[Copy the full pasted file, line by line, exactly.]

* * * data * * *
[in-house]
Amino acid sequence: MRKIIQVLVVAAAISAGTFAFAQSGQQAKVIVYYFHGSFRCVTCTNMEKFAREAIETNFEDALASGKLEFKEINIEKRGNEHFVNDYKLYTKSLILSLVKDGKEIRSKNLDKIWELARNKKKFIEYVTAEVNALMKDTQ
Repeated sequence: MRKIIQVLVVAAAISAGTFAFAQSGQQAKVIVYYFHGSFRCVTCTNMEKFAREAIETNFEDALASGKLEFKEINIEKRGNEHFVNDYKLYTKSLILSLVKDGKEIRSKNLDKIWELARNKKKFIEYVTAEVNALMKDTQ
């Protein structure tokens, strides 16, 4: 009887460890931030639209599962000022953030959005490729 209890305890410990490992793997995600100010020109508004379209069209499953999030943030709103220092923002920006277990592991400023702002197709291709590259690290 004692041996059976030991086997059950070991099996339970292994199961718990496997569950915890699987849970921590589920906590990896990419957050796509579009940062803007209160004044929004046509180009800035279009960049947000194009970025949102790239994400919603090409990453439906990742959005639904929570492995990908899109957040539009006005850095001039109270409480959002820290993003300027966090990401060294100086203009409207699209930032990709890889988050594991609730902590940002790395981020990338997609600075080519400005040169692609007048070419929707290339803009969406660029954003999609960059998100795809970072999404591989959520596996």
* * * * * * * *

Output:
[in-house]
Amino acid sequence: MRKIIQVLVVAAAISAGTFAFAQSGQQAKVIVYYFHGSFRCVTCTNMEKFAREAIETNFEDALASGKLEFKEINIEKRGNEHFVNDYKLYTKSLILSLVKDGKEIRSKNLDKIWELARNKKKFIEYVTAEVNALMKDTQ
Repeated sequence: MRKIIQVLVVAAAISAGTFAFAQSGQQAKVIVYYFHGSFRCVTCTNMEKFAREAIETNFEDALASGKLEFKEINIEKRGNEHFVNDYKLYTKSLILSLVKDGKEIRSKNLDKIWELARNKKKFIEYVTAEVNALMKDTQ
């Protein structure tokens, strides 16, 4: 009887460890931030639209599962000022953030959005490729 209890305890410990490992793997995600100010020109508004379209069209499953999030943030709103220092923002920006277990592991400023702002197709291709590259690290 004692041996059976030991086997059950070991099996339970292994199961718990496997569950915890699987849970921590589920906590990896990419957050796509579009940062803007209160004044929004046509180009800035279009960049947000194009970025949102790239994400919603090409990453439906990742959005639904929570492995990908899109957040539009006005850095001039109270409480959002820290993003300027966090990401060294100086203009409207699209930032990709890889988050594991609730902590940002790395981020990338997609600075080519400005040169692609007048070419929707290339803009969406660029954003999609960059998100795809970072999404591989959520596996």